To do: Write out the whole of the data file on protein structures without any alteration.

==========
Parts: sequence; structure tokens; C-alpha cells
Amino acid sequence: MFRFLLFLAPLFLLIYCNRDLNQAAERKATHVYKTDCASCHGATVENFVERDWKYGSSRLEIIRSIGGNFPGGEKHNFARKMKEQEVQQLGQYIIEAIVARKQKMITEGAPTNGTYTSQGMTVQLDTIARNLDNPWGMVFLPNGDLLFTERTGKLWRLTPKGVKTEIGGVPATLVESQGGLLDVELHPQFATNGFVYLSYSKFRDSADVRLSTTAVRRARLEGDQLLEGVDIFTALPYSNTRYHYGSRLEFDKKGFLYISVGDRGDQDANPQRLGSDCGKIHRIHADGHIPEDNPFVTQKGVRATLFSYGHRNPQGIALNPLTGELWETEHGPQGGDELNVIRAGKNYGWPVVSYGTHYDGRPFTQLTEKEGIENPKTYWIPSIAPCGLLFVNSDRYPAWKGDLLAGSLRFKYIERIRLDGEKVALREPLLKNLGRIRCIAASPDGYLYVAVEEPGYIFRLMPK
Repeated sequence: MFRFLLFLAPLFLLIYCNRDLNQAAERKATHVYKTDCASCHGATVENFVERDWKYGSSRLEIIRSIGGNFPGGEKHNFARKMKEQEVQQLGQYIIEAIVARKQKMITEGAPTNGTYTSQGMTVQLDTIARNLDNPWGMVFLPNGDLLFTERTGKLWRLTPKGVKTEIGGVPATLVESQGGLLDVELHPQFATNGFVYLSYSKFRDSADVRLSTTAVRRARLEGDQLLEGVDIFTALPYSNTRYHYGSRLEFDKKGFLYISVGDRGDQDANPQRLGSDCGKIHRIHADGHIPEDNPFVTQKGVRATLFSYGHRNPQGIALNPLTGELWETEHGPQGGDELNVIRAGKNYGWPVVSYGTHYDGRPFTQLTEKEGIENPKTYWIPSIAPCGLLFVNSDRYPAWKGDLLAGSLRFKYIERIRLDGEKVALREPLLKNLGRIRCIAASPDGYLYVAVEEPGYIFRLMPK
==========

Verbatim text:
Parts: sequence; structure tokens; C-alpha cells
Amino acid sequence: MFRFLLFLAPLFLLIYCNRDLNQAAERKATHVYKTDCASCHGATVENFVERDWKYGSSRLEIIRSIGGNFPGGEKHNFARKMKEQEVQQLGQYIIEAIVARKQKMITEGAPTNGTYTSQGMTVQLDTIARNLDNPWGMVFLPNGDLLFTERTGKLWRLTPKGVKTEIGGVPATLVESQGGLLDVELHPQFATNGFVYLSYSKFRDSADVRLSTTAVRRARLEGDQLLEGVDIFTALPYSNTRYHYGSRLEFDKKGFLYISVGDRGDQDANPQRLGSDCGKIHRIHADGHIPEDNPFVTQKGVRATLFSYGHRNPQGIALNPLTGELWETEHGPQGGDELNVIRAGKNYGWPVVSYGTHYDGRPFTQLTEKEGIENPKTYWIPSIAPCGLLFVNSDRYPAWKGDLLAGSLRFKYIERIRLDGEKVALREPLLKNLGRIRCIAASPDGYLYVAVEEPGYIFRLMPK
Repeated sequence: MFRFLLFLAPLFLLIYCNRDLNQAAERKATHVYKTDCASCHGATVENFVERDWKYGSSRLEIIRSIGGNFPGGEKHNFARKMKEQEVQQLGQYIIEAIVARKQKMITEGAPTNGTYTSQGMTVQLDTIARNLDNPWGMVFLPNGDLLFTERTGKLWRLTPKGVKTEIGGVPATLVESQGGLLDVELHPQFATNGFVYLSYSKFRDSADVRLSTTAVRRARLEGDQLLEGVDIFTALPYSNTRYHYGSRLEFDKKGFLYISVGDRGDQDANPQRLGSDCGKIHRIHADGHIPEDNPFVTQKGVRATLFSYGHRNPQGIALNPLTGELWETEHGPQGGDELNVIRAGKNYGWPVVSYGTHYDGRPFTQLTEKEGIENPKTYWIPSIAPCGLLFVNSDRYPAWKGDLLAGSLRFKYIERIRLDGEKVALREPLLKNLGRIRCIAASPDGYLYVAVEEPGYIFRLMPK